ACP issues guidance for colorectal cancer screening

4 Nov 2019
ACP issues guidance for colorectal cancer screening

Physicians should screen for colorectal cancer in average-risk adults who do not have symptoms between the ages of 50 and 75, the American College of Physicians (ACP) states in a new evidence-based guidance statement published in the journal Annals of Internal Medicine.

The frequency of screening depends upon the screening approach selected. ACP suggests any one of the following screening strategies:

  • Faecal immunochemical test (FIT) or high sensitivity guaiac-based faecal occult blood test (gFOBT) every two years
  • Colonoscopy every 10 years
  • Flexible sigmoidoscopy every 10 years plus FIT every two years

"Not enough people in the United States get screened for colorectal cancer," said ACP President Robert M. McLean, MD, MACP. "Physicians should perform an individualised risk assessment for colorectal cancer in all adults. Doctors and patients should select the screening test based on a discussion of the benefits, harms, costs, availability, frequency, and patient preferences."

ACP's guidance statement is for adults at average risk for colorectal cancer who do not have symptoms.

It does not apply to adults with a family history of colorectal cancer, a long-standing history of inflammatory bowel disease, genetic syndromes such as familial cancerous polyps, a personal history of previous colorectal cancer or benign polyps, or other risk factors.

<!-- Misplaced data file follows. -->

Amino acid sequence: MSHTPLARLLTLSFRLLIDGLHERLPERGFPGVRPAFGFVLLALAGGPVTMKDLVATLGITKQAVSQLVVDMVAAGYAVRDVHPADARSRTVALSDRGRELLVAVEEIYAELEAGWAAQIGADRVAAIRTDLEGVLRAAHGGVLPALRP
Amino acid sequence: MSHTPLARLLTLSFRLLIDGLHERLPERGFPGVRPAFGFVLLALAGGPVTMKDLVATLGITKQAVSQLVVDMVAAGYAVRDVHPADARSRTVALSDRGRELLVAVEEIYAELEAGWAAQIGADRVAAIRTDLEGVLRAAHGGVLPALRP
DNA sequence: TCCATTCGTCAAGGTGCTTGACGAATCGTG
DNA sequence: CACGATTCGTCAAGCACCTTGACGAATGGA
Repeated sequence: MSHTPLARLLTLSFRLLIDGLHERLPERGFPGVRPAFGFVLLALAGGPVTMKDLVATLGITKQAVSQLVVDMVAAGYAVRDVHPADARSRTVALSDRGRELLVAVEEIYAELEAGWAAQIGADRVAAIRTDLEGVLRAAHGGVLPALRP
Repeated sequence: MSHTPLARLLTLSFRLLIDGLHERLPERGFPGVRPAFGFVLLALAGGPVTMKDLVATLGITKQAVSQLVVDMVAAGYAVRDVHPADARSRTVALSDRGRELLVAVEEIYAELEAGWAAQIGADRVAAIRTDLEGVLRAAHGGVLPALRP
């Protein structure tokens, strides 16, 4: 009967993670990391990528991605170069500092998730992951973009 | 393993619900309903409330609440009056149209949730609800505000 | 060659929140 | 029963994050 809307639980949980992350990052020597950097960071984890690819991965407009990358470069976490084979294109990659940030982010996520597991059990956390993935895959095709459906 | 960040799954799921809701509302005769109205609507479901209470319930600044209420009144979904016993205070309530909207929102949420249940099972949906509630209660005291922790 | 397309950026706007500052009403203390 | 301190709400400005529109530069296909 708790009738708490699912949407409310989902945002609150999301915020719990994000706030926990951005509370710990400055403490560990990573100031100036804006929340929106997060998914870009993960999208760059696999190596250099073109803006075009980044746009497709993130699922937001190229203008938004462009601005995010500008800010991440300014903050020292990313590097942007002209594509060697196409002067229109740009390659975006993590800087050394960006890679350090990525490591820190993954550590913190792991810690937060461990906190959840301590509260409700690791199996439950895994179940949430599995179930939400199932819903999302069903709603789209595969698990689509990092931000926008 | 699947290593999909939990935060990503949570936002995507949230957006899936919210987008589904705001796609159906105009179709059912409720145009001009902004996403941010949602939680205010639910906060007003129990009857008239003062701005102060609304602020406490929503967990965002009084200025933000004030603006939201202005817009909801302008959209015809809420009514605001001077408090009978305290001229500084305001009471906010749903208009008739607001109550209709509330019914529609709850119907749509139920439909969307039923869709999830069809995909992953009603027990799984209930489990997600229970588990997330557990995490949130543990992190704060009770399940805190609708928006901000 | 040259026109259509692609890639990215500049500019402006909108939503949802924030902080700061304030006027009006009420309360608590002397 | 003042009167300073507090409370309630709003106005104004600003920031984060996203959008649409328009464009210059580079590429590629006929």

Although the median age for colorectal cancer diagnosis is 67 years, and individuals aged 65 to 75 years derive the most direct benefit from colorectal cancer screening, screening in adults ages 50 to 75 also has benefit, the ACP found.

All colorectal cancer-screening tests - like all tests and procedures - have both potential benefits and potential harms.

The harms and burdens vary by person and screening strategy. Harms may include bleeding, perforation, cardiopulmonary complications, and radiation exposure.

The age to start and stop screening, screening intervals, and the recommended screening test differ among organisations.

Different organisations have different criteria for evaluating or assessing the quality and certainty of evidence, follow different processes for creating clinical recommendations, and can interpret the evidence differently.

Rather than developing a new clinical practice guideline in such circumstances ACP instead prepares and releases guidance statements that rely on evidence presented or referenced in selected guidelines and accompanying evidence reports.

ACP guidance statements do not include new reviews or searches of the literature outside the body of evidence referenced by the reviewed guidelines.

In an accompanying editorial Michael Pignone, MD, MPH, MACP, wrote: "Several organisations offer evidence-based guidelines for CRC (colorectal cancer) screening, but recommendations sometimes differ. The evidence that supports the various guidelines, including randomised controlled trials that document reductions in CRC mortality with screening, also supports ACP's guidance."

Source: American College of Physicians